By Josh Low
Filipinos from across the Archdiocese last month packed St Mary’s Cathedral in the lead up to Christmas over a series of nine evenings for the annual tradition of Simbang Gabi (Filipino for ‘Night Mass’).
Simbang Gabi is a religious tradition of the Filipinos, annually celebrated in anticipation of Christmas, as well as to honour the Blessed Virgin Mary.
Handed over by Spanish missionaries in the 1600s, it involves a devotional Novena of Masses celebrated either in the early morning before sunrise or in the evening after sunset.
Auxiliary Bishop of Perth, Donald Sproxton celebrated the first of the nine Masses on December 15, with each subsequent evening Mass celebrated by Emeritus Archbishop Barry Hickey, Fathers Conor Steadman, Nelson Po, Jean-Noel Marie, Brennan Sia, Geronimo Dalipe and Monsignor Michael Keating, before Perth Archbishop Timothy Costelloe SDB celebrated Mass for the culmination of the Novena on 23 December.
This year, each of the nine letters of the word ‘Christmas’ corresponded with the theme for each specific day related to the virtues of the Blessed Virgin Mary.
The themes focused on Mary’s charity, humility, reverence, integrity of faith & life, (inner) silence, trust and fidelity to God, missionary zeal & discipleship, availability and presence to respond to God’s call and her service and servanthood.
St Mary’s Cathedral Assistant Priest Fr Jeffey Casabuena is the only Filipino priest at the Cathedral and led the organisation of Simbang Gabi this year.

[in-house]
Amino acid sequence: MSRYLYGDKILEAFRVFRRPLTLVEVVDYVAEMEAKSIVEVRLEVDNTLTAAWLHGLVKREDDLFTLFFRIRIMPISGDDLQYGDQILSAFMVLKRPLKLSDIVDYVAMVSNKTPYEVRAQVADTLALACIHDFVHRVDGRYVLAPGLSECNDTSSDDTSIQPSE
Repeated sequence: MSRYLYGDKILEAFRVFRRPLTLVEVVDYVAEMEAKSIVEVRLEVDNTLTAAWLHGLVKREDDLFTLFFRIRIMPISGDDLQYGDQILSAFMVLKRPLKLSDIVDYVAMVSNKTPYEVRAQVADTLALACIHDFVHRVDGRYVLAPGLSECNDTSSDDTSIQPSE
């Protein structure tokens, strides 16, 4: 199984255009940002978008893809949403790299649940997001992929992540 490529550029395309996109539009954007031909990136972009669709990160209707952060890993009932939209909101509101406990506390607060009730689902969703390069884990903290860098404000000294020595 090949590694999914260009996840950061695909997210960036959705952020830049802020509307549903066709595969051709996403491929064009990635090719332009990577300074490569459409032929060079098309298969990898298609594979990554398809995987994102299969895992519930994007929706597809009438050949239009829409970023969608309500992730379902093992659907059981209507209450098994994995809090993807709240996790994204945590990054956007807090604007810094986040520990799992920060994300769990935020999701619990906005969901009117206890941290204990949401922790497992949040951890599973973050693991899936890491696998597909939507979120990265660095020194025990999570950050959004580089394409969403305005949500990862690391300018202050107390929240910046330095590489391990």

Fr Casabuena explained that the idea behind Simbang Gabi is the celebration and preparation for Christmas in anticipation of Jesus’s coming as the Light of the World.
“Traditionally in the Philippines, the nine days before Christmas would see people wake up early in the morning to attend Mass and then go to the farms to work and welcome the dawn of the new day together.
“As the Gospel of John says, Jesus is the Light of the World, so it’s a beautiful tradition for Filipinos in symbolically welcoming the light of the world into our daily lives in the lead up to Christmas,” he said.
“This year we had both Filipinos as well as Australians from across the Archdiocese who were curious about the tradition in attendance over the nine days and filled the whole Cathedral almost every evening.”
Fr Casabuena said the Simbang Gabi tradition is both important and beautiful to the Filipino members of the Church.
“Since it is our tradition and something many of us grew up with, having it in Australia and here in Perth helps us to relive our own experiences back in the Philippines.
“The Church in Australia and the Archdiocese of Perth especially is open to multicultural practices of the Catholic faith so we don’t necessarily need to go back to the Philippines to experience our way of celebrating Jesus’ birth.
“It brings us to a greater love of the faith through uniting our two great loves of the Catholic Church and our Filipino roots,” Fr Casabuena said.
“I think it’s a great way for the Australian community to also be able to appreciate Filipino culture and our Catholic background and traditions.
“We have many Filipinos across the Archdiocese and my hope is that this tradition can continue long into the future for the Filipino people here in Perth.”